> counting 7 in our list) are borked and can't handle receiving a global
> request. Or they can handle it usually, but not when they're expecting a
> response to a channel open.
>
>
> Yeah, understood. So far, I haven’t implemented “hostkeys" support in
> AsyncSSH. I may do that at some point, but I’ll probably just do the new
> host key validation in AsyncSSH but leave it up to the application code to
> decide if it actually wants to update the list of known_hosts or not (and
> if so, where). Right now, AsyncSSH will read from ~/.ssh/known_hosts by
> default if you don’t specify another source, but it never actually modifies
> that file. In fact, most of the ways of specifying known_hosts in AsyncSSH
> are focused on providing the set of hosts dynamically, or even allowing
> applications to provide their own logic to determine whether a specific
> host key should be trusted or not for a given host/port, so I’d want to do
> the same thing with reporting new host keys a server advertises.
>
> Since I don’t have this support yet, I haven’t needed to worry about which
> clients can properly handle global requests or not. I do use global
> requests in both directions as part of the implementation of "
> keepalive@openssh.com”, but so far I haven’t run into any issues with
> that. That’s disabled by default, though, so perhaps people are only
> enabling with peers that don’t have issues with global requests.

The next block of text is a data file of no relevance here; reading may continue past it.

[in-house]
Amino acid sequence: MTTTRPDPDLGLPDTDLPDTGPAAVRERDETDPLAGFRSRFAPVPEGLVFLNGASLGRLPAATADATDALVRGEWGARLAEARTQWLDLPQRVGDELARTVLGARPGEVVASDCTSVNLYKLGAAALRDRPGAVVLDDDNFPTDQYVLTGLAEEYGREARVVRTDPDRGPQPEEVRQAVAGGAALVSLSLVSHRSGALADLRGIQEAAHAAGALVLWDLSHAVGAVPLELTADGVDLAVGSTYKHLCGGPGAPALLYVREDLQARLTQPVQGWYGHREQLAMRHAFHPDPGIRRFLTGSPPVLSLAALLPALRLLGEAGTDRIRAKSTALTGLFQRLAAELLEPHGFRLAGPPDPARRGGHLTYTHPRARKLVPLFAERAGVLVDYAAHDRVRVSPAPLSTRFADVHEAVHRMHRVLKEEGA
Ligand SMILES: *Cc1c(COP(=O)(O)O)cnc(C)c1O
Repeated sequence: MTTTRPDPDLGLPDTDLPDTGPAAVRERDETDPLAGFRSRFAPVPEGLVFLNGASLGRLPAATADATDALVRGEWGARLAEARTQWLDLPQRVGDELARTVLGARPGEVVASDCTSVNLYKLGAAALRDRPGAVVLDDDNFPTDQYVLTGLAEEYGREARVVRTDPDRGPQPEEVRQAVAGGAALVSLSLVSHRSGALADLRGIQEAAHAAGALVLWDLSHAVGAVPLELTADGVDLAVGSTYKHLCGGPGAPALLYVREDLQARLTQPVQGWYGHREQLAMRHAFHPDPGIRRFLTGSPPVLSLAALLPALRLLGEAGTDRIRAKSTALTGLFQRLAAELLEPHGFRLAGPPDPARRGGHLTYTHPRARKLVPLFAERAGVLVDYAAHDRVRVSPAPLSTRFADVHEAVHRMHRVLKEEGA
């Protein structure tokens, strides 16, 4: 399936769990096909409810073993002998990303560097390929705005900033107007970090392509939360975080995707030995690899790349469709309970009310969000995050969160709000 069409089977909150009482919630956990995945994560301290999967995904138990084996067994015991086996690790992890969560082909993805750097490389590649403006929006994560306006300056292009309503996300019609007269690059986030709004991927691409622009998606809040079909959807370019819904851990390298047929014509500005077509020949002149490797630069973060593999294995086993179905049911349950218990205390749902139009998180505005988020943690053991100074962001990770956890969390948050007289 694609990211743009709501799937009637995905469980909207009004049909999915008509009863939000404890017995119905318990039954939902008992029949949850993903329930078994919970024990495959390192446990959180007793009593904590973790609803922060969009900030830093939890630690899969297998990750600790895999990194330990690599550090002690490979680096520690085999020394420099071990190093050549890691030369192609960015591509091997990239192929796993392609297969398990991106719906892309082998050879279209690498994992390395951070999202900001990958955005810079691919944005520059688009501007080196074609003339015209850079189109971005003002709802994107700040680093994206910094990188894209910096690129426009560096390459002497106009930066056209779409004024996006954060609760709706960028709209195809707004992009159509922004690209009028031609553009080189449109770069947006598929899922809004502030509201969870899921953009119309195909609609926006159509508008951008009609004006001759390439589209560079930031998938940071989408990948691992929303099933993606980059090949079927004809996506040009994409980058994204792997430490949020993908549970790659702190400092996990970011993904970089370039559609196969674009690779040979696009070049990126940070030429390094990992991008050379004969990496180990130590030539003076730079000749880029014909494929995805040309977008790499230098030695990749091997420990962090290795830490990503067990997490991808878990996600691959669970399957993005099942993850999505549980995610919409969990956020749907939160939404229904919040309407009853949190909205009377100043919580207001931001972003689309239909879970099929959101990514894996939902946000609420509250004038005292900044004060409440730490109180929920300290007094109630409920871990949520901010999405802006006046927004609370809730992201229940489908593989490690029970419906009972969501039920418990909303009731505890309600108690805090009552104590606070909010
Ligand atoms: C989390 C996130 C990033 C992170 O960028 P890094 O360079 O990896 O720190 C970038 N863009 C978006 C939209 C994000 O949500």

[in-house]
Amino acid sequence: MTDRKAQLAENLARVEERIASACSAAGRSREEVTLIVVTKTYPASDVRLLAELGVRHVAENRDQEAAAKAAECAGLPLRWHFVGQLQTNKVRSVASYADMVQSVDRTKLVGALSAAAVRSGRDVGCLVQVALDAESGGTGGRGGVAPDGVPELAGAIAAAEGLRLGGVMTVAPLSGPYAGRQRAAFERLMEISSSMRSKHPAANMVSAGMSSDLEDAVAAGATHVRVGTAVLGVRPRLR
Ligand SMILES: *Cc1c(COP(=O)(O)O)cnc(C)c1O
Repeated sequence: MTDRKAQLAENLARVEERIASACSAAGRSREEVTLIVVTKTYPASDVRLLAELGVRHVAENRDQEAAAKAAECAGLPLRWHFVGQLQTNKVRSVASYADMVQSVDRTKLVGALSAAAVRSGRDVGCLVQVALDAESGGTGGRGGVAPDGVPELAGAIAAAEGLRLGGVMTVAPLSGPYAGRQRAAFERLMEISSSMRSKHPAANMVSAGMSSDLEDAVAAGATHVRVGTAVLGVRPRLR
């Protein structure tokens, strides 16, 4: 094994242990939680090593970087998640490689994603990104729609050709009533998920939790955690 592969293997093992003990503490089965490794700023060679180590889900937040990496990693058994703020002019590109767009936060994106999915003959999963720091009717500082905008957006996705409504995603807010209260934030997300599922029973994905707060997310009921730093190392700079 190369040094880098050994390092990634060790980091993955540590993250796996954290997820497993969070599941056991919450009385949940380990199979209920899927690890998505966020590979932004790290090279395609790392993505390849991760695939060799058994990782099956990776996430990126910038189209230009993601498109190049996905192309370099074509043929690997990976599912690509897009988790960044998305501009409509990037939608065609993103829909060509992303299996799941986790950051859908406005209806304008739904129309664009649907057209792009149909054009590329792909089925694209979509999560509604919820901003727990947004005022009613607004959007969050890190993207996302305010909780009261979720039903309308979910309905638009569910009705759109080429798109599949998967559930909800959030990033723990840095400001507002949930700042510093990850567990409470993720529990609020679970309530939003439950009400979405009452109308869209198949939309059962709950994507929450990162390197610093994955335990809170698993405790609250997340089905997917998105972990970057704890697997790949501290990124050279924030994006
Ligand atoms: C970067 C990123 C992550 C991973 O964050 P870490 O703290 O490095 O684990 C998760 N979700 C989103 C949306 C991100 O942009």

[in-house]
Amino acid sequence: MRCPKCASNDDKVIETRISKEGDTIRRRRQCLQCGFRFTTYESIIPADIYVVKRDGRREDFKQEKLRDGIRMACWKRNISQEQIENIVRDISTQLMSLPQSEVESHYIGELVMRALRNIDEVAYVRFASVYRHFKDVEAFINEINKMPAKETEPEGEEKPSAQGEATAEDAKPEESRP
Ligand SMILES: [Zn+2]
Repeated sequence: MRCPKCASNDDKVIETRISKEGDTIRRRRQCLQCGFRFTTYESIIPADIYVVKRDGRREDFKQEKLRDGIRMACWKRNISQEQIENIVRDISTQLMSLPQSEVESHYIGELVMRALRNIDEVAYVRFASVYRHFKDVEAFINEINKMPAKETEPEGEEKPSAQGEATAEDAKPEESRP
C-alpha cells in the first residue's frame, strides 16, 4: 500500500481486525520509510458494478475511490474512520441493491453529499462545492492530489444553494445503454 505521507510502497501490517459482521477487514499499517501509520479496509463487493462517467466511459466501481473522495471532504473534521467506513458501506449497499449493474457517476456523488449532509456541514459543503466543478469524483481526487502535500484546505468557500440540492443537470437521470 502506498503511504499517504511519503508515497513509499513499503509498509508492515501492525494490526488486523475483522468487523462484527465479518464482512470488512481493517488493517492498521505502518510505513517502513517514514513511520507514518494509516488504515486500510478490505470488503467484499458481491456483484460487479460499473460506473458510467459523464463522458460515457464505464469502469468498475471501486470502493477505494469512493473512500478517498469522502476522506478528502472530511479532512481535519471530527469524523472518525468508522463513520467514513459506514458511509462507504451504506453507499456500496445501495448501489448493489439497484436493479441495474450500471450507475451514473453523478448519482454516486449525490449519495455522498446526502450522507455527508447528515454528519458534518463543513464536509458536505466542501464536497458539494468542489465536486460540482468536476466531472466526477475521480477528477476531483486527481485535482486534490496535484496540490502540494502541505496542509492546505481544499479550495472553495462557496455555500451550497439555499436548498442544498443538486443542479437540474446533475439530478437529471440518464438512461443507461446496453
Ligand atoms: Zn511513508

>
>
> Meanwhile I've received more info about the implementation that
> disconnects on receiving EXT_INFO from the client. The bug is unfortunately
> in a widely used Java SSH library. The information I received suggests it's
> going to be fixed, but I'm afraid there are already a fair number of
> deployed servers that have the issue.
>
>
> Interesting. Does it fail on ANY global request being sent from a server,
> or is it only at certain points that it doesn’t handle these messages
> correctly?
>
>
> While I'm wishing things - I would also like the "delay-compression"
> extension to be more widely supported because it's the only
> delayed-compression mechanism that (1) does not have a race condition by
> design (zlib@openssh.com), and (2) does not require a second key exchange
> after user authentication (PuTTY mitigation).
>
>
> Is RFC 8308 the right reference for this option? Are there any
> implementations of this so far other than from Bitvise?
>
> Also, I’m not familiar with the PuTTY issue around needing a second key
> exchange. Is that documented somewhere?
> --
> Ron Frederick
> ronf@timeheart.net
>
>
>
>